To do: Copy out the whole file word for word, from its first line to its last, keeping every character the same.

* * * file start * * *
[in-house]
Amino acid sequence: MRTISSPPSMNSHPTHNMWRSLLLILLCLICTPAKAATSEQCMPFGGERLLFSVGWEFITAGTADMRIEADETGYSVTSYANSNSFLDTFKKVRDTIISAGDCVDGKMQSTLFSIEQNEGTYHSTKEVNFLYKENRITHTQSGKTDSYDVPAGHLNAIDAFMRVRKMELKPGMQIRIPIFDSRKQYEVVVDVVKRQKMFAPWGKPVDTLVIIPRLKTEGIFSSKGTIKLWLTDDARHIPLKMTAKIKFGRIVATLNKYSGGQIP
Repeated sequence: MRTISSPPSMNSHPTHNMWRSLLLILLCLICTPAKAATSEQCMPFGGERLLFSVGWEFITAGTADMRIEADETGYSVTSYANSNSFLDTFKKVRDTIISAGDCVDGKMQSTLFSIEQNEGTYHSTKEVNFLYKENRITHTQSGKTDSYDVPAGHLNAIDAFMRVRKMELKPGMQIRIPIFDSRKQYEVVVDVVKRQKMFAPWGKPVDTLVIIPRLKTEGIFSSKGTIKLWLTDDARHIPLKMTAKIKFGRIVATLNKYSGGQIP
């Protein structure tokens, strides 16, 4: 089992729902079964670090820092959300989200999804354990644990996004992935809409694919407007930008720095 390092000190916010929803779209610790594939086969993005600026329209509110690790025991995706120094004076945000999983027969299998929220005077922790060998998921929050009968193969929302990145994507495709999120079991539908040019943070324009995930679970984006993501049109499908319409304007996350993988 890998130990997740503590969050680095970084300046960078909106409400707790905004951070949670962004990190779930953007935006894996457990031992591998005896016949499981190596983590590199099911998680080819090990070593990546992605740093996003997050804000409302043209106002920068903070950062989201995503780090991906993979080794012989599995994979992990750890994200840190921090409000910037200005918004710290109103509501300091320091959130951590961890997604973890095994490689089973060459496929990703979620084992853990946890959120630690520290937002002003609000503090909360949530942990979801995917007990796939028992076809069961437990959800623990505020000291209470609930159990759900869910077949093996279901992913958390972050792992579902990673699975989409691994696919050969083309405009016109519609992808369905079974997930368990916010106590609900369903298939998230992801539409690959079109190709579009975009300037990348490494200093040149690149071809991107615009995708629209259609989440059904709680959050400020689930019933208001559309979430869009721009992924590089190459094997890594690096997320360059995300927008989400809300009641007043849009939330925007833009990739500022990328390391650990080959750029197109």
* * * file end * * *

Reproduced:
[in-house]
Amino acid sequence: MRTISSPPSMNSHPTHNMWRSLLLILLCLICTPAKAATSEQCMPFGGERLLFSVGWEFITAGTADMRIEADETGYSVTSYANSNSFLDTFKKVRDTIISAGDCVDGKMQSTLFSIEQNEGTYHSTKEVNFLYKENRITHTQSGKTDSYDVPAGHLNAIDAFMRVRKMELKPGMQIRIPIFDSRKQYEVVVDVVKRQKMFAPWGKPVDTLVIIPRLKTEGIFSSKGTIKLWLTDDARHIPLKMTAKIKFGRIVATLNKYSGGQIP
Repeated sequence: MRTISSPPSMNSHPTHNMWRSLLLILLCLICTPAKAATSEQCMPFGGERLLFSVGWEFITAGTADMRIEADETGYSVTSYANSNSFLDTFKKVRDTIISAGDCVDGKMQSTLFSIEQNEGTYHSTKEVNFLYKENRITHTQSGKTDSYDVPAGHLNAIDAFMRVRKMELKPGMQIRIPIFDSRKQYEVVVDVVKRQKMFAPWGKPVDTLVIIPRLKTEGIFSSKGTIKLWLTDDARHIPLKMTAKIKFGRIVATLNKYSGGQIP
């Protein structure tokens, strides 16, 4: 089992729902079964670090820092959300989200999804354990644990996004992935809409694919407007930008720095 390092000190916010929803779209610790594939086969993005600026329209509110690790025991995706120094004076945000999983027969299998929220005077922790060998998921929050009968193969929302990145994507495709999120079991539908040019943070324009995930679970984006993501049109499908319409304007996350993988 890998130990997740503590969050680095970084300046960078909106409400707790905004951070949670962004990190779930953007935006894996457990031992591998005896016949499981190596983590590199099911998680080819090990070593990546992605740093996003997050804000409302043209106002920068903070950062989201995503780090991906993979080794012989599995994979992990750890994200840190921090409000910037200005918004710290109103509501300091320091959130951590961890997604973890095994490689089973060459496929990703979620084992853990946890959120630690520290937002002003609000503090909360949530942990979801995917007990796939028992076809069961437990959800623990505020000291209470609930159990759900869910077949093996279901992913958390972050792992579902990673699975989409691994696919050969083309405009016109519609992808369905079974997930368990916010106590609900369903298939998230992801539409690959079109190709579009975009300037990348490494200093040149690149071809991107615009995708629209259609989440059904709680959050400020689930019933208001559309979430869009721009992924590089190459094997890594690096997320360059995300927008989400809300009641007043849009939330925007833009990739500022990328390391650990080959750029197109």